Friday, October 17, 2014

Bay Scallop Chowder – Looks Good?

Every once in a while I make a dish that no matter how great it tastes, I just can’t get past how it looks, and that was the case with this very easy, incredibly delicious scallop chowder. 

The main culprit was the caramelization from the bacon and onions, which provided great flavor, but the hue they imparted, along with the pale green celery, and yellow potatoes, made things kind of dingy.

I could have browned the scallops first, and gone even further to the dark side, but scallops this small and sweet need to be eaten as soon as they’re cooked, and by the time we reheated them in the soup, they’d be hard, dry, and disappointing.

Maybe it’s just me. I hope that’s the case here, otherwise we’re going to need to brainstorm some kind of make-over, because this bowl of chowder is too good not to make. If you do make it, and want a thicker, more traditional chowder base, simply mash some of your potatoes into the mixture.

A roux can also be used to tighten things up, but since scallops are so rich, I prefer the lighter texture seen herein. So whether you figure out a way to pretty this up or not, I hope you give it a try soon. Enjoy!


Ingredients for 4 portions of Bay Scallop Chowder:
2 tsp olive oil
2 slices bacon
1/2 yellow onion, diced
1 rib celery, diced
2 cloves garlic, minced
1 (8-oz) bottle clam juice
1 cup low sodium chicken broth
1 red Frenso chili, fine dice
1/2 cup cream
1 cup cubed Yukon gold potatoes
freshly ground black pepper
pinch of cayenne
salt to taste
1 tsp fresh lemon zest
1 pound bay scallops
1 tbsp fresh tarragon

Wednesday, October 15, 2014

Dutch Babies – Almost as Easy to Make as Real Babies!

I had my first "Dutch Baby" in Chicago a few years ago, and have wanted to do a video on them ever since. I’ve always been fascinated by how many different breakfast foods you can create using just milk, eggs, and flour; and this is one of the more interesting examples. Especially considering the unusual, and borderline disturbing name.

Sometimes called “German pancakes,” these have very little to do with Germany, and nothing to do with the Dutch. Apparently they were invented by German immigrants who were referred to as “Dutch;” a corruption of the word “deutsch.” So, save your emails saying they don’t have these in Germany or the Netherlands. We know.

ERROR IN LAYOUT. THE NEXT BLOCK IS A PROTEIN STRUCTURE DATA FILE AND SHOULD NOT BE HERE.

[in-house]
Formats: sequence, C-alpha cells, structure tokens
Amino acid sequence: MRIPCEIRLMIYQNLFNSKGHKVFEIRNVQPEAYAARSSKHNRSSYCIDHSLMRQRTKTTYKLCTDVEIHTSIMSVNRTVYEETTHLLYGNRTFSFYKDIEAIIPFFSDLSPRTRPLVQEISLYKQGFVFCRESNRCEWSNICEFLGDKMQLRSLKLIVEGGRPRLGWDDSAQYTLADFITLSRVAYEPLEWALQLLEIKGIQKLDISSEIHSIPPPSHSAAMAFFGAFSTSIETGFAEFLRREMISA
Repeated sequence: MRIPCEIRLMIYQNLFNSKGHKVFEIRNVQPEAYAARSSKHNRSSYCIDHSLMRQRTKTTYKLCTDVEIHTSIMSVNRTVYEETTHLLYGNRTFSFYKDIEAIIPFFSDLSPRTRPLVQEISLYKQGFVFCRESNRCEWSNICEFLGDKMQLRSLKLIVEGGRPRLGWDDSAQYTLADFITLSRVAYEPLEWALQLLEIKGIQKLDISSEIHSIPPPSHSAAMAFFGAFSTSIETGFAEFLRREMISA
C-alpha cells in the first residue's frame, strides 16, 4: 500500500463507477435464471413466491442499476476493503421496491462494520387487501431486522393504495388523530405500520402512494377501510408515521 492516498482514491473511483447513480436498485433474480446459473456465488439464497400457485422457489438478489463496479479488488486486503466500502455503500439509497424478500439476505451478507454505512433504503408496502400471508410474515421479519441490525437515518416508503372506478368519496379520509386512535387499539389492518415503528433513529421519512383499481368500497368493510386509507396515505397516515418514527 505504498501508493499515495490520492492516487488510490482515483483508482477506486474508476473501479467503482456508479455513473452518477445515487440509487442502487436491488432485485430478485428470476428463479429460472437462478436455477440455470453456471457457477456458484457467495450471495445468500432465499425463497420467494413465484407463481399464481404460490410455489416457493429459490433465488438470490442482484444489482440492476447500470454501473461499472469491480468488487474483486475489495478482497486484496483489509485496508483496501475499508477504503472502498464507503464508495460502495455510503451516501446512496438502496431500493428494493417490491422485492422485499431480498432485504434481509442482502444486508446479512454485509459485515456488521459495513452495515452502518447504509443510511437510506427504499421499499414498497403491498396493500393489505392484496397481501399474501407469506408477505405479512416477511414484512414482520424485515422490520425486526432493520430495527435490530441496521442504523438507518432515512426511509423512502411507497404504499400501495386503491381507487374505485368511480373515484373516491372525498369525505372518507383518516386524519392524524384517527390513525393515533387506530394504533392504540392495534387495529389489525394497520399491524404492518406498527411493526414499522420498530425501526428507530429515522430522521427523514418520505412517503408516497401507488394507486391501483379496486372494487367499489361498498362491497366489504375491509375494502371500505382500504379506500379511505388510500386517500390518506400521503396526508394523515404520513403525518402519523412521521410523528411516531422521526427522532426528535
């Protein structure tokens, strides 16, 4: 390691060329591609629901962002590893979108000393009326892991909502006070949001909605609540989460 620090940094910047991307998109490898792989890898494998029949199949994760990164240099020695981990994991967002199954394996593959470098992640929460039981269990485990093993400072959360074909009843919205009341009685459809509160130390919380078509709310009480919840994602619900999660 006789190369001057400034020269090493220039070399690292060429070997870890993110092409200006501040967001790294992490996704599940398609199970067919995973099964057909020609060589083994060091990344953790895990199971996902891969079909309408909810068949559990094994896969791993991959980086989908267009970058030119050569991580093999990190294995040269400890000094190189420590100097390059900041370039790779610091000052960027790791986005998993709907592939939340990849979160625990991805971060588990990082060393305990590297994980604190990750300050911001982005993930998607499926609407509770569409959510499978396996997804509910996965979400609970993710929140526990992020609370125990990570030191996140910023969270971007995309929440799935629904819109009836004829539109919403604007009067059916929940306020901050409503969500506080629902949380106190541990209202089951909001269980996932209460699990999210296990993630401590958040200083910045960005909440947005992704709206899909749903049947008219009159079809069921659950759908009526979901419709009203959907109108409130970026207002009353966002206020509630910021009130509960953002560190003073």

As I mentioned briefly in the video, I like to use a little less batter than many recipes call for. I think this provides the best crispy-to-custardy ratio. I topped mine with butter, lemon, and powdered sugar, but any and all traditional pancake toppings will work wonderfully. I hope you give these beautiful ‘babies” a try soon. Enjoy!


Ingredients for 4 small or 2 large portions:
3 large room temperature eggs
2/3 cup room temperature milk
packed 1/2 cup flour (really pack the measuring cup firmly with flour)
1/4 tsp vanilla extract
1/4 tsp salt
3 tbsp clarified butter
- Bake at 425 F. 20-25 min
* garnish with melted butter, fresh lemon juice (Meyer if you can find it), and powdered sugar.

Monday, October 13, 2014

Chicken Tikka Masala – God Save the Curry

I probably get more requests for Indian food than any other ethnic cuisine, so I was very excited to be posting this chicken tikka masala; until I found out it’s actually a British recipe. It was the same feeling I had when I found out that pizza wasn’t invented in New York. 

So technically, I still owe you an authentic Indian recipe, but in the meantime I think this will do nicely. While this is a stripped-down version, where we’ve cut out several time-consuming steps, it was still incredibly delicious, and very Indian curry-like. 

As I mention in the video, this is usually done with heavy cream, but I like to use coconut milk instead. It’s probably a little better for you, but above and beyond that, the subtle sweetness it provides works beautifully with the spices in the dish.

By the way, you can substitute chicken breast here, but since we’re not doing the traditional yogurt marinade first, I believe thighs work much better in this version. Usually chicken breasts are marinated in yogurt first, and then cooked in a tandoor oven, before being added to the sauce. It is a great way to do it, but even without that step, I thought this was excellent. So, I hope you give this American version of a British version of an Indian curry a try soon. Enjoy!


Ingredients for 4 portions of Chicken Tikka Masala:
1 1/2 pounds skinless, boneless chicken thighs
1 tablespoon vegetable oil
2 teaspoons kosher salt
1 teaspoons ground turmeric
2 teaspoons garam masala
2 teaspoons ground cumin
1 teaspoon ground coriander
1/8 teaspoon ground cardamom
1/2 teaspoon black pepper
1/4 tsp cayenne pepper
1 teaspoon smoked paprika
2 or 3 tablespoons clarified butter
1 onion, chopped
1/4 cup tomato paste
4 garlic cloves, finely grated
1 rounded tbsp finely grated peeled ginger
1 cup crushed tomatoes or tomato puree
1 can (13.5-oz) coconut milk, or about 1 2/3 cups heavy cream
1/2 to 1 cup chicken broth, or as needed (use to adjust sauce consistency to you liking)
1/2 teaspoon crushed red pepper flakes
2 tablespoons freshly chopped cilantro
salt to taste
4 cups steamed rice